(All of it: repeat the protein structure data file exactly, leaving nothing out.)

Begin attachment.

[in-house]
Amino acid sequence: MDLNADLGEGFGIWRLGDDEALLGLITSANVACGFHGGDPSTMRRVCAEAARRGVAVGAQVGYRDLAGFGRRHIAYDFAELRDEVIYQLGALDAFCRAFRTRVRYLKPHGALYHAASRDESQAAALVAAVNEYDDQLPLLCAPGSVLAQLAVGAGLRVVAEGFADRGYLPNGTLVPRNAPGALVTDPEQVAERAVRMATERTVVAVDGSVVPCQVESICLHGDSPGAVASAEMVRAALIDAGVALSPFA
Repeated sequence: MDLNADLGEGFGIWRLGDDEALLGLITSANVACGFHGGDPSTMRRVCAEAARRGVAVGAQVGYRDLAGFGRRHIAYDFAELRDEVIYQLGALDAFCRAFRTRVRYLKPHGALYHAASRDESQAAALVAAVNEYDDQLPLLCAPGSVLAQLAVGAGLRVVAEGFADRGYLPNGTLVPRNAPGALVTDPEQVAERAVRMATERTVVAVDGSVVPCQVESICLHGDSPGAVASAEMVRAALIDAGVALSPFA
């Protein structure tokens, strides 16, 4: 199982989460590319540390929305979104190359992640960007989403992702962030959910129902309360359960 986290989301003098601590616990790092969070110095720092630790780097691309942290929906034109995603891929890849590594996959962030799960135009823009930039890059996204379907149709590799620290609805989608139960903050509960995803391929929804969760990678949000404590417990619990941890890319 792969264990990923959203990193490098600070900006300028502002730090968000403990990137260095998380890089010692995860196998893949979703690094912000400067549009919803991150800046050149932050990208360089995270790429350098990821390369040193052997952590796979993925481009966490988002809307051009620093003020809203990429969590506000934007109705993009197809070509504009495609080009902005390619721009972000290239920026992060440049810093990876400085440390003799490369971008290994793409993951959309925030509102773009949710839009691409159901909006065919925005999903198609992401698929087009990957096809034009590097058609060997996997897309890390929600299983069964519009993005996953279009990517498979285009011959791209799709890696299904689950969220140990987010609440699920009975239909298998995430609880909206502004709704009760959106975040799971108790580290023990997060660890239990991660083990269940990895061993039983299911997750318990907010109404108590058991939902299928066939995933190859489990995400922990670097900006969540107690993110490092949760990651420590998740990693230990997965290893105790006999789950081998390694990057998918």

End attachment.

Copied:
[in-house]
Amino acid sequence: MDLNADLGEGFGIWRLGDDEALLGLITSANVACGFHGGDPSTMRRVCAEAARRGVAVGAQVGYRDLAGFGRRHIAYDFAELRDEVIYQLGALDAFCRAFRTRVRYLKPHGALYHAASRDESQAAALVAAVNEYDDQLPLLCAPGSVLAQLAVGAGLRVVAEGFADRGYLPNGTLVPRNAPGALVTDPEQVAERAVRMATERTVVAVDGSVVPCQVESICLHGDSPGAVASAEMVRAALIDAGVALSPFA
Repeated sequence: MDLNADLGEGFGIWRLGDDEALLGLITSANVACGFHGGDPSTMRRVCAEAARRGVAVGAQVGYRDLAGFGRRHIAYDFAELRDEVIYQLGALDAFCRAFRTRVRYLKPHGALYHAASRDESQAAALVAAVNEYDDQLPLLCAPGSVLAQLAVGAGLRVVAEGFADRGYLPNGTLVPRNAPGALVTDPEQVAERAVRMATERTVVAVDGSVVPCQVESICLHGDSPGAVASAEMVRAALIDAGVALSPFA
């Protein structure tokens, strides 16, 4: 199982989460590319540390929305979104190359992640960007989403992702962030959910129902309360359960 986290989301003098601590616990790092969070110095720092630790780097691309942290929906034109995603891929890849590594996959962030799960135009823009930039890059996204379907149709590799620290609805989608139960903050509960995803391929929804969760990678949000404590417990619990941890890319 792969264990990923959203990193490098600070900006300028502002730090968000403990990137260095998380890089010692995860196998893949979703690094912000400067549009919803991150800046050149932050990208360089995270790429350098990821390369040193052997952590796979993925481009966490988002809307051009620093003020809203990429969590506000934007109705993009197809070509504009495609080009902005390619721009972000290239920026992060440049810093990876400085440390003799490369971008290994793409993951959309925030509102773009949710839009691409159901909006065919925005999903198609992401698929087009990957096809034009590097058609060997996997897309890390929600299983069964519009993005996953279009990517498979285009011959791209799709890696299904689950969220140990987010609440699920009975239909298998995430609880909206502004709704009760959106975040799971108790580290023990997060660890239990991660083990269940990895061993039983299911997750318990907010109404108590058991939902299928066939995933190859489990995400922990670097900006969540107690993110490092949760990651420590998740990693230990997965290893105790006999789950081998390694990057998918």